Jump to content

Should I put Single Parent on my resume?

Nurse Beth   (246 Views | 4 Replies)
by Nurse Beth Nurse Beth, MSN (Columnist) Educator Writer Innovator Expert Nurse

Nurse Beth has 30 years experience as a MSN and specializes in Med Surg, Tele, ICU, Ortho.

18 Followers; 103 Articles; 234,757 Profile Views; 2,059 Posts

Dear Nurse Beth,

I'm in my final semester of my ADN program and will graduate in May. I am dual-enrolled with a university to continue to achieve my BSN at the end of the year. I've been working full-time throughout nursing school and am also a single parent. I actually have two questions regarding my Job Search, as I want to start ASAP:

1. Should I begin searching now or wait until my BSN is secured?
2. Should I list being a single parent and working full-time throughout nursing school on my resume (I think it shows I'm organized, capable of prioritizing appropriately, and work well under pressure)?

Dear Final Semester,

Congrats on being close to graduation, and yes, start now, especially if hospitals in your area hire ADNs. If you wait until after your BSN, you will be 9 months out from having passed the NCLEX. Some hospitals have eligibility guidelines for their residencies that define new grads as having graduated no more than 12 months ago.

As far as listing being a single parent on your resume, some employers see work and parenting as competing interests and many recommend leaving that information until later in the process, such as in your interview.

I consulted with a colleague of mine who is a highly experienced nursing talent acquisition recruiter and she advises not to include that you're a single parent on your resume for the following reasons:

  • Including personal information is always a risk because you don't know the personal experiences and biases of the interviewers. It could go either way- for you or against you. If a nurse manager on the hiring panel has an employee who is a single parent and is frequently late or late- it could work against you.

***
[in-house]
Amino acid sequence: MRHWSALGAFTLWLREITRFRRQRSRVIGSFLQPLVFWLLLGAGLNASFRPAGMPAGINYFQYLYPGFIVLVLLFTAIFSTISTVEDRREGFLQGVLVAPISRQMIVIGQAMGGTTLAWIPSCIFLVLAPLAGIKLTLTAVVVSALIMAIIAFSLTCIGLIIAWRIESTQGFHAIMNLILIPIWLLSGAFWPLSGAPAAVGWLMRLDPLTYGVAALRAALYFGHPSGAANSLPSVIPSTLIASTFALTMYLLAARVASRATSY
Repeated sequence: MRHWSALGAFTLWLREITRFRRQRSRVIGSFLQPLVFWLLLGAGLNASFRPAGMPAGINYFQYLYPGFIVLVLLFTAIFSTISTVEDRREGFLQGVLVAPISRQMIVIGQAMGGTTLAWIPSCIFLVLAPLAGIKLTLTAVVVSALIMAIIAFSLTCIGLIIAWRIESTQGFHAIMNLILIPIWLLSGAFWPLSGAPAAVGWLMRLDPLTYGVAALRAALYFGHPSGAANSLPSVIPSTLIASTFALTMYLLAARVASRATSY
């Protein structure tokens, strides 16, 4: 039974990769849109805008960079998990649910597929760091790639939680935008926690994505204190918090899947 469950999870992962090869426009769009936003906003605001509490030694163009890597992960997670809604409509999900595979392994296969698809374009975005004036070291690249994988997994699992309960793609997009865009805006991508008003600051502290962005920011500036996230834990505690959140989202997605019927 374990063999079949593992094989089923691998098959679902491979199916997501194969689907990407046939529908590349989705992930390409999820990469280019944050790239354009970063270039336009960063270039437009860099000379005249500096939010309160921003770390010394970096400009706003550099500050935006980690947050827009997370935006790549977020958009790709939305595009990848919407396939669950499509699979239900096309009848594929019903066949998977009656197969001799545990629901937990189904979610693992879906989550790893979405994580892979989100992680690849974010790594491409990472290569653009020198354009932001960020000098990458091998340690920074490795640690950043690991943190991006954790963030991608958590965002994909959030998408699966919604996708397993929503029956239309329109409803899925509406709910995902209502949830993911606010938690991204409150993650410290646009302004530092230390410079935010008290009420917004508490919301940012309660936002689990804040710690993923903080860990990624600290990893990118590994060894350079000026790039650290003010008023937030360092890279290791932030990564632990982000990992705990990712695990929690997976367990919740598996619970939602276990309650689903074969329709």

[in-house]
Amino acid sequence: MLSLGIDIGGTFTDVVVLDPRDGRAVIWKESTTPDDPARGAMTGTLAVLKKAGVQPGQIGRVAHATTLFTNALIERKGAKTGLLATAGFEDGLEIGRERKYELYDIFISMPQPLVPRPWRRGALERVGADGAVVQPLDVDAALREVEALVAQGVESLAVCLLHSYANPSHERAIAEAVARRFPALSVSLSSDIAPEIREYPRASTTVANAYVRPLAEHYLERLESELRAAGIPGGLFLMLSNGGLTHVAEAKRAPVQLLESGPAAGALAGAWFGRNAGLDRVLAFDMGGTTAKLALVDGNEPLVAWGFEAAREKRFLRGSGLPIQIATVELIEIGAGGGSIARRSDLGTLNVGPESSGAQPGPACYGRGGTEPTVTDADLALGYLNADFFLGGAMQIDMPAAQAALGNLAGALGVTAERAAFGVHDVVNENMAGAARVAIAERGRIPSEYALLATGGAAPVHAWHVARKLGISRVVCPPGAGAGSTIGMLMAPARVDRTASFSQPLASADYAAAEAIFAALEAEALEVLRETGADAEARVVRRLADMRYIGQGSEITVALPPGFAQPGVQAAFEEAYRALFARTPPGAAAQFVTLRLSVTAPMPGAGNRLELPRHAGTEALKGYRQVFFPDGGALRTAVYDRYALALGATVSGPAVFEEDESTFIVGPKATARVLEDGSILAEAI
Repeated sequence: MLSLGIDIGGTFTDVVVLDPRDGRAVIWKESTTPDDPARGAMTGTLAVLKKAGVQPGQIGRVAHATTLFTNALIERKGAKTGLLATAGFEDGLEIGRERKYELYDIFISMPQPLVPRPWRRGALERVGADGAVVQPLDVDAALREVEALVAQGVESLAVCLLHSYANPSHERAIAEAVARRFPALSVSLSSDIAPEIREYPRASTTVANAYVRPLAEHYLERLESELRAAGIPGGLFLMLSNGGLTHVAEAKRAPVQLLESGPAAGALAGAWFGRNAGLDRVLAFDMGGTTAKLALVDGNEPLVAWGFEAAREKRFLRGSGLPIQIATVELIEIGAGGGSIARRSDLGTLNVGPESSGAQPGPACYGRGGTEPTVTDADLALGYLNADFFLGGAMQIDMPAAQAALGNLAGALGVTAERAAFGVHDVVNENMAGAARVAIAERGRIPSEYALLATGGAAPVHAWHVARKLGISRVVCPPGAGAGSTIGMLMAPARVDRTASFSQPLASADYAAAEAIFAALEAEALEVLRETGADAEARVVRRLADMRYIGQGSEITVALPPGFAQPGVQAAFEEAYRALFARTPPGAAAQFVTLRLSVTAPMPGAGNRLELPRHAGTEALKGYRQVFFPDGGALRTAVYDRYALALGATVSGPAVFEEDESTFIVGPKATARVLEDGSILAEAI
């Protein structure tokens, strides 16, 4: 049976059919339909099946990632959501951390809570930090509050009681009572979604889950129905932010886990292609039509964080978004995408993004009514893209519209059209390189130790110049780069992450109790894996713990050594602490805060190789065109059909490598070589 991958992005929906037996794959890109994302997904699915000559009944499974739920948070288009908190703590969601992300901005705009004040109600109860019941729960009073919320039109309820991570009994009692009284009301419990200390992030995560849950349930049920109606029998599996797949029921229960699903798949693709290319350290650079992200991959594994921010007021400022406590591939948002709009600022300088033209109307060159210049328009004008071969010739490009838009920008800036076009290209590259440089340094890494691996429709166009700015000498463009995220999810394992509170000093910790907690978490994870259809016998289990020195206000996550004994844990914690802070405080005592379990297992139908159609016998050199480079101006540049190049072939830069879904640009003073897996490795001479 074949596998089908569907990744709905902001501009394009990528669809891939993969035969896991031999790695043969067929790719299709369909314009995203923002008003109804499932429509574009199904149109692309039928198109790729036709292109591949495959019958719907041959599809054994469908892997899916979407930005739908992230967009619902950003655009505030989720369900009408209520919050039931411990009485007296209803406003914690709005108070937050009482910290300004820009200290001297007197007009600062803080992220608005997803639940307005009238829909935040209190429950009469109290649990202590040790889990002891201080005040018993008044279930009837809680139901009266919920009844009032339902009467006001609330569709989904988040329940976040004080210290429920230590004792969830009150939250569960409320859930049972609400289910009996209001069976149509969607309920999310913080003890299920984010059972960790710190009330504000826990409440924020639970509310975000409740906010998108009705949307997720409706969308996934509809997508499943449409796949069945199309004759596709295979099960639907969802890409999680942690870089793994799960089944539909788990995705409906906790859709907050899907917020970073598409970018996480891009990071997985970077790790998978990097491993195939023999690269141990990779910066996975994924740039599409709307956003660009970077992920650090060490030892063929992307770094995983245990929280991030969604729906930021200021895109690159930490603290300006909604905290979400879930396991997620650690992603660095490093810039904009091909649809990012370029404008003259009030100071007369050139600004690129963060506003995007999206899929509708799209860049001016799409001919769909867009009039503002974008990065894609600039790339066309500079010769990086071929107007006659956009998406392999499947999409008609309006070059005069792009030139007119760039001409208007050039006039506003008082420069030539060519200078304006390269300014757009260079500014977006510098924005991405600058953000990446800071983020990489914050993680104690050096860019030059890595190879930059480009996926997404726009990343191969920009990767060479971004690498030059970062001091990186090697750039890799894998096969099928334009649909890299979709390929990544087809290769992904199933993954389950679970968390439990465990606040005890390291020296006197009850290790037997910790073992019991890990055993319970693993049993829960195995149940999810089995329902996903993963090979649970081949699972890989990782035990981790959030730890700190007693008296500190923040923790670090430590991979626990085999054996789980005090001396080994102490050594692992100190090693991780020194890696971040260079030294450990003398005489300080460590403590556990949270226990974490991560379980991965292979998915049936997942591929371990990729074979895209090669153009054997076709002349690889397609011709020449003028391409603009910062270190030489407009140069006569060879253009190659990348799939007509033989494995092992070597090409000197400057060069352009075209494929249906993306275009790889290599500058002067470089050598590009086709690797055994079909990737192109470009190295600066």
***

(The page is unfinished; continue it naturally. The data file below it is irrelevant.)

• It can be viewed as inappropriate information on a resume (too much information, too personal), and your judgement could be called into question.

What you can do is say that you are hard-working and highly organized in your cover letter, or personal statement. When asked about this during an interview,  you can mention that being a single parent has taught you to manage stress well. Be sure and "read" the interviewers in the room before volunteering personal information. In an interview situation, you have the advantage of being face-to-face, and can be more personal, whereas your resume is an impersonal document.

As far as working full-time, it will be captured in your work history.

Best wishes 🙂

 

Share this post


Link to post
Share on other sites

amoLucia specializes in LTC.

5,322 Posts; 46,386 Profile Views

Please correct me if I'm wrong, but I believe that it's illegal for a prospective employer to ask about marriage & children during an interview.

Share this post


Link to post
Share on other sites

Nurse Beth has 30 years experience as a MSN and specializes in Med Surg, Tele, ICU, Ortho.

18 Followers; 103 Articles; 2,059 Posts; 234,757 Profile Views

10 hours ago, amoLucia said:

Please correct me if I'm wrong, but I believe that it's illegal for a prospective employer to ask about marriage & children during an interview.

It is, you're right. But the applicant can volunteer information.

Share this post


Link to post
Share on other sites

amoLucia specializes in LTC.

5,322 Posts; 46,386 Profile Views

TY. I've been out of the interviewing race for a while.

Share this post


Link to post
Share on other sites
×

This site uses cookies. By using this site, you consent to the placement of these cookies. Read our Privacy, Cookies, and Terms of Service Policies to learn more.